MUNICH — (MunichNOW Arts & Culture) — We are fortunate here in Munich to have a lively arts scene in both German and English. One of the high points of the English-language area are the frequent productions mounted by the Entity Theatre group. The latest, and now currently running production, is Ken Ludwig’s “Lend Me a Tenor”.
Our guest theater critic, Jeremy McCowatt reports:
Scantily-clad ladies falling out of cupboards at the most inopportune moment ? …check !
Mistaken identities ?….check !
Hapless men pursued by predatory women ?…check, check !!
Frantic slamming of doors at an ever-increasing pace ?….check, check and double-check !!!
There was a time, not too long ago, when critics and pundits agreed that any story worth telling on stage just had to include some or all of these elements. These days are gone, unfortunately, but Entity Theatre e.V., Munich’s leading amateur English theatre company, have undertaken to remedy this.
With their brand-new winter production, Ken Ludwig’s multiple-Tony-winning Broadway smash LEND ME A TENOR, they take us back to the glory days of farce with panache and flair and style to spare.
The play that the New York Times once, somewhat ominously, called “one of two great farces by a living writer” (I have no idea what the other one is, but here’s hoping the author is still in good health) is set in 1934. It details the exploits of a certain Mr. Saunders (Jim Nellis), irascible impresario of the Cleveland Grand Opera Company, who has wagered his reputation and career on a one-night-only performance of Otello, featuring guest star Tito Merelli, “Il Stupendo” (David Oliveira), the greatest singer to ever tread the boards.
But when the unthinkable happens and Merelli dies just hours from performance time, it falls to Max (Makrand Mujumdar), Saunders’ assistant, factotum and all-purpose dogsbody to get into costume post-haste and subsequently, credibly, impersonate the greatest singer of his time. In front of an audience of thousands, no less. What could possibly go wrong?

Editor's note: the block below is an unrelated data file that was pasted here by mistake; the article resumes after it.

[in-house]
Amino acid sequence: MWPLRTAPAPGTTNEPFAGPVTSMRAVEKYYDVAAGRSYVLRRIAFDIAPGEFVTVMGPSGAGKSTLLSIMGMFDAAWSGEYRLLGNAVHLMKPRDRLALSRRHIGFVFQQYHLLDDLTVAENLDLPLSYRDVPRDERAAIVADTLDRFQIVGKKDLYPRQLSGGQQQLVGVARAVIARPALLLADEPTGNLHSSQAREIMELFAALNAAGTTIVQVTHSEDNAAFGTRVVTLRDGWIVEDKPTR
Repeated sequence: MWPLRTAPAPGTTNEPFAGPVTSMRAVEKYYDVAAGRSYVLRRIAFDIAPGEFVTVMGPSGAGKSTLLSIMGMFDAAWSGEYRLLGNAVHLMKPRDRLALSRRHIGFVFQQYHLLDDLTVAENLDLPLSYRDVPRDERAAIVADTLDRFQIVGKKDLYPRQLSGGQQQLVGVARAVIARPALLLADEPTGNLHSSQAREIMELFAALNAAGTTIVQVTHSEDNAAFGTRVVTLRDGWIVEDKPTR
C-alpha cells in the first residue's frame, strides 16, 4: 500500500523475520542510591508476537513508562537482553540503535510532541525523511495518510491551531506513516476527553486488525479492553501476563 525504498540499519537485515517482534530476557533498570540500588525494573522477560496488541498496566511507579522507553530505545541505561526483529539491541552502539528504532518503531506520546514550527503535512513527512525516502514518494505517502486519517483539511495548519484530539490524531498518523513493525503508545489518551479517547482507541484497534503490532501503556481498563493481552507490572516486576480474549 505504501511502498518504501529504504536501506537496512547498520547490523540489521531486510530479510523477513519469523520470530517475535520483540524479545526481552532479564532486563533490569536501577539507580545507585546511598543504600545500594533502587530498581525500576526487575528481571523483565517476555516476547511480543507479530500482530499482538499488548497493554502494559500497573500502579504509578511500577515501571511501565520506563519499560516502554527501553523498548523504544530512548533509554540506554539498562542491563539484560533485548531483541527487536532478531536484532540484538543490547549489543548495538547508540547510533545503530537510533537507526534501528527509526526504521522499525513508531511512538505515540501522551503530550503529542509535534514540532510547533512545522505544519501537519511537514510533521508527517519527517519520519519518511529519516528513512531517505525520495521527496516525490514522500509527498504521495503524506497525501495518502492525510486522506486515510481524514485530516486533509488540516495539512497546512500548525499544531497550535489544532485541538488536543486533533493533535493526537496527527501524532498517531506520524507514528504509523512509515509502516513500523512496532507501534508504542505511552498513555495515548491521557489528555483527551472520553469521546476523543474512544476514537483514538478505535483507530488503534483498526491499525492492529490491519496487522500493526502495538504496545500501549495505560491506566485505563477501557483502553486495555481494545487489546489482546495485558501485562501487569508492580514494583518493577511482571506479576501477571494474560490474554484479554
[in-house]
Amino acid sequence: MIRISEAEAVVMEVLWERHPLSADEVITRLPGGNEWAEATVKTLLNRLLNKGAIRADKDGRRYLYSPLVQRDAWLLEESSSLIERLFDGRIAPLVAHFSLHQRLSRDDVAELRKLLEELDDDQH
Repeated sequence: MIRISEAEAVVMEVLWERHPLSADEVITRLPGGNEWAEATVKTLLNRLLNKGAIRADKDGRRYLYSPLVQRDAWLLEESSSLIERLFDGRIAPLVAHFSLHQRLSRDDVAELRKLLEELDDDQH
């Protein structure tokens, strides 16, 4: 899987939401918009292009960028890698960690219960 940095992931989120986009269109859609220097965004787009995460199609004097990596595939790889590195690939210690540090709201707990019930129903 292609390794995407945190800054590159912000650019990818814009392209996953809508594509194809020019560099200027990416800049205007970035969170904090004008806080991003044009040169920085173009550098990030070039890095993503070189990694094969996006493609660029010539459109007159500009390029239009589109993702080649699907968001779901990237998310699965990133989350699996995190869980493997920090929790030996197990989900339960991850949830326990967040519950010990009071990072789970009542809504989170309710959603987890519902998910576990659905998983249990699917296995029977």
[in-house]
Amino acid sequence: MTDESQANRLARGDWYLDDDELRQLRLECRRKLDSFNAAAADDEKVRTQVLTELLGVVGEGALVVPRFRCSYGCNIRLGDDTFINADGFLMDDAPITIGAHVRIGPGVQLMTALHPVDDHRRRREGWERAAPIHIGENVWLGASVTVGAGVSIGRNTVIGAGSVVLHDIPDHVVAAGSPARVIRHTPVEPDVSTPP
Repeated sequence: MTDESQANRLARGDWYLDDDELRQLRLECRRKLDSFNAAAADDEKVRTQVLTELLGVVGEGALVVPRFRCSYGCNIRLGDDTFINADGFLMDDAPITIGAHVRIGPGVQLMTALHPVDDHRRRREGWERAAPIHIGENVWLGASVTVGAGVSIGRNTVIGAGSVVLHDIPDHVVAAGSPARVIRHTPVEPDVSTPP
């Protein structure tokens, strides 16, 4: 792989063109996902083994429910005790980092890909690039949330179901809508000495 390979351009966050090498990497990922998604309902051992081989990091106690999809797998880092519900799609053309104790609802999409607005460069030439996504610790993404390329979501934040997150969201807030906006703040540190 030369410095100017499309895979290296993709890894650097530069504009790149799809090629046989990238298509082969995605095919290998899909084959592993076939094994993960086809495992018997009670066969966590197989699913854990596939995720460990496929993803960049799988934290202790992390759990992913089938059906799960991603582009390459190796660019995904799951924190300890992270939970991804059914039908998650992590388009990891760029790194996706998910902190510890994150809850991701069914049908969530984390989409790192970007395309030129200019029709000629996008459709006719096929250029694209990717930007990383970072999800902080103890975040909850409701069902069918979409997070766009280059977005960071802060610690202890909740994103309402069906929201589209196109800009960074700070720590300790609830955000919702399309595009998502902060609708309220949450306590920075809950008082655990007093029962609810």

As it turns out: a lot. But it would be a crime to spoil the madcap ingenuity of the events unfolding at an ever more frantic pace. Suffice it to say that director Bogdan Tabacaru and producer Katrin Fegert artfully navigate the many twists and turns of the story, keeping it light and funny throughout. They are supported in no small way by an international group of actors that attack their parts with gusto, joy and skill.
Standouts include Makrand Mujumbar who brings serious comic chops and near-inexhaustible energy to the part of Max, Melody Rolph, who dazzles and delights as Saunders’ ditzy daughter Maggie and Dasha Ivanov who, as the ruthlessly ambitious Diana, had the audience in the palm of her hand.
Technical merits are excellent throughout. Special mention must be made of the lovingly detailed stage set (set design: Christine Fuß) comprising no less than six supremely slammable doors.
A masterpiece of comic writing. A beautiful production. What’s not to like ?
Parental advice: lots of innuendo, one comedic (implied) sex scene featuring no nudity but actors in various states of undress, moderate drinking, no strong language, no smoking. Overall, it’s a family-friendly play, but not suitable for the youngest of viewers.
Photos by Katrin Fegert
Nov 7 – Nov 10 / 8 p.m.
81737 Munich, Germany